University of California, Los Angeles professor Terence Tao is using computers to help him solve a tricky mathematical question: whether wave equations, also known as partial differential equations (PDEs), which describe the behavior of waves of everything from water to sound to light, can explode, or "exhibit blowup."
Tao notes this is the opposite of when a stone is thrown into a pond, generating waves. "Imagine a whole bunch of ripples in concentric circles converging to a single point and exploding," he says. Tao says his work relates to the concept of "rogue waves," where unexpected, large oscillations can emerge in a PDE when it is run over a long period of time. Tao studies this effect by using computers to run dozens of PDEs covering a wide range of possible scenarios, from basic physics up to and including every type of fluid in every conceivable situation.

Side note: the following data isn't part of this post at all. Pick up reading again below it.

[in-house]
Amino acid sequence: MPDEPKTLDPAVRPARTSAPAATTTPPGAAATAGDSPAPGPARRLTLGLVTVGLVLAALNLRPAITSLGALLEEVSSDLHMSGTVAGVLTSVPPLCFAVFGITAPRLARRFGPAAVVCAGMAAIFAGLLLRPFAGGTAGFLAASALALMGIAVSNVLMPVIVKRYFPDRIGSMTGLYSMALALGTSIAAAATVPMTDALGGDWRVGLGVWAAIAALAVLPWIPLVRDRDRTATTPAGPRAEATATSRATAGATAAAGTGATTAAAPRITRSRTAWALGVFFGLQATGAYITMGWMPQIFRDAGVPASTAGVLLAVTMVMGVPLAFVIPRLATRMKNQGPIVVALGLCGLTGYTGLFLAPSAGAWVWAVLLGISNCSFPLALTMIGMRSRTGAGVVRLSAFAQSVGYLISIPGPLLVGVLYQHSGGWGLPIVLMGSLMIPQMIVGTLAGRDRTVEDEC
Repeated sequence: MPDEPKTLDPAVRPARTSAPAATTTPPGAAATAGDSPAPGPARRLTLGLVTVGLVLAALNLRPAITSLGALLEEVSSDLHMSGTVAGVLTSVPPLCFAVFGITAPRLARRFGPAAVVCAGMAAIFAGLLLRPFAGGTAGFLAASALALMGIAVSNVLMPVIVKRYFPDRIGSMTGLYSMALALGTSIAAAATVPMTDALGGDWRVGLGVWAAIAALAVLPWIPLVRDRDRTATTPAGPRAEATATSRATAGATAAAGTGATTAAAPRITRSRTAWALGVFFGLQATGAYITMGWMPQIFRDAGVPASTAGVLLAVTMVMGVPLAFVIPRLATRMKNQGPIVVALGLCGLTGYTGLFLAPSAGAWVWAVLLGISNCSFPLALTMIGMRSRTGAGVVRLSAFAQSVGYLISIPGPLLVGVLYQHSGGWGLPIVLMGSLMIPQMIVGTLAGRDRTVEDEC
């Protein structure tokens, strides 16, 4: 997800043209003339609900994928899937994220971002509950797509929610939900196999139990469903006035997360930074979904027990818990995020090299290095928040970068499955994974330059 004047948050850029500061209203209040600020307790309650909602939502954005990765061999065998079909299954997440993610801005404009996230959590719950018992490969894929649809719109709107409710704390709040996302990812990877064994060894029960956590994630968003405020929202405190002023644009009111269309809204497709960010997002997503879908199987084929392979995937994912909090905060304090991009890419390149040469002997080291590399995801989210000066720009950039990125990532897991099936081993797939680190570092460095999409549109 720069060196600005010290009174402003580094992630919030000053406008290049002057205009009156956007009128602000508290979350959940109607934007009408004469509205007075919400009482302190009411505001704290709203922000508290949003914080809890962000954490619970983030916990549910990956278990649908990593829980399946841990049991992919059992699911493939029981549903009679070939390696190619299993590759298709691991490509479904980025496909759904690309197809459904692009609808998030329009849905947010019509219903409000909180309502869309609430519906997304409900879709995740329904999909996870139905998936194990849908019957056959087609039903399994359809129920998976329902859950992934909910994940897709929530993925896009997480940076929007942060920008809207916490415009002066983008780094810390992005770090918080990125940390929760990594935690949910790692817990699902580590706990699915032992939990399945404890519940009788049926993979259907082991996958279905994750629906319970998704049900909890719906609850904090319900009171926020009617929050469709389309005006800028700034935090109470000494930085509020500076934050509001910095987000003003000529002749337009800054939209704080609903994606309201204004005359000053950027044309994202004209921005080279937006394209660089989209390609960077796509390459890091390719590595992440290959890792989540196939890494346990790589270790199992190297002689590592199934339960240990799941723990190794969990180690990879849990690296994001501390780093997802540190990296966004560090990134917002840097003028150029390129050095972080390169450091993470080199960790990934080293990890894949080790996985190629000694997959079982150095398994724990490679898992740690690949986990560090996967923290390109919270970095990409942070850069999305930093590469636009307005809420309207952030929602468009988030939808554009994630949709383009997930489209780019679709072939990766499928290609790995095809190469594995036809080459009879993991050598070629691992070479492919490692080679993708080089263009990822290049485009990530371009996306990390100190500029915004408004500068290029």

Tao says his work could have useful applications in predicting weather events or natural disasters such as earthquakes, but the research's true utility will likely only be apparent in retrospect, noting, "in pure mathematics, we never really know where the applications are going to show up when working on foundational issues."
From National Science Foundation
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